In a blow to Uber, DoorDash and Grubhub, a New York judge on Thursday ruled to allow the implementation of the minimum pay rate of $18 per hour for New York City’s food delivery workers.
The delivery apps sued the city in July, when the city’s 65,000 delivery workers would have begun seeing hourly payments, in an attempt to block the standard from being implemented. They were granted a temporary injunction at the time. Acting Supreme Court Justice Nicholas Moyne today ruled against the companies, making way for the minimum pay rate that will reach $19.96 per hour in 2024 to account for inflation.
“Multi-billion dollar companies cannot profit off the backs of immigrant workers while paying them pennies in New York City and get away with it,” Ligia Guallpa, the director of the New York-based Workers Justice Project, which helped lead the advocacy efforts for a minimum wage, said in a statement. “The judge’s ruling is another reminder that workers will always win.”
Delivery workers are considered to be independent contractors and therefore do not benefit from employee protections like minimum wage guarantee, workers’ compensation or paid sick leave.
The three delivery apps argued that a higher wage mandate would ultimately harm the end consumer, who would suffer from price hikes. They also argued it would hurt delivery workers by forcing companies to track time spent on the apps without making deliveries.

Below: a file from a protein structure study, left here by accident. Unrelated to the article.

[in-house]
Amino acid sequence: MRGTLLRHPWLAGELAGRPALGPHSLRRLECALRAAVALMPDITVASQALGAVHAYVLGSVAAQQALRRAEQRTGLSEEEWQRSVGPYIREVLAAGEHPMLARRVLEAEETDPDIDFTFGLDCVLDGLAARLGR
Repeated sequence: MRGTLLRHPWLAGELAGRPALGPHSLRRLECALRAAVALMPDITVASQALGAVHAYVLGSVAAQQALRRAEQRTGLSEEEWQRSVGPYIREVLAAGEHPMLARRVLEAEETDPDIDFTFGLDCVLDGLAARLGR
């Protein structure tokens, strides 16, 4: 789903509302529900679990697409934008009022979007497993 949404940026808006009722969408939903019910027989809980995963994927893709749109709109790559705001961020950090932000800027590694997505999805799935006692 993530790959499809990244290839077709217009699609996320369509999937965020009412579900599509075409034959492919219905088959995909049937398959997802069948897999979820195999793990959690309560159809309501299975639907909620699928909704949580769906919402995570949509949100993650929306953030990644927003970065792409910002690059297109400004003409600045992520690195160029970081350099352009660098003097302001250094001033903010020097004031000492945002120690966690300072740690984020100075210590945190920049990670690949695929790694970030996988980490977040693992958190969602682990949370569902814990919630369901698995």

“The City continues to lie to workers and the public. This law will put thousands of New Yorkers out of work and force the remaining couriers to compete against each other to deliver orders faster,” said Josh Gold, an Uber spokesperson.
Relay, a smaller NYC-based delivery platform that operates as a courier service for restaurants, also sued the city and was granted an injunction.
Per NYC’s mandate, companies that use delivery workers will choose between one of two minimum pay rate options outlined by the city. The first option requires companies to pay a worker at least $17.96 per hour, excluding tips, for time spent connected to the app, which includes time spent waiting for a gig.
The other option involves apps paying $0.50 per minute of active time, exclusive of trips. Active time happens from the moment a worker accepts a delivery to the moment they drop off the food.
Uber, DoorDash and Grubhub haven’t specified which method of payment they might follow, but it’s possible they’d focus on the $0.50 per active minute option. Paying per active minute is already written into how these companies do business in many locations.
In California, where Proposition 22 is the law of the land, companies are guaranteed to pay at least 120% of the local minimum wage for active miles. If the minimum wage is $14 per hour, a delivery that took 15 minutes door-to-door would earn a worker $4.20.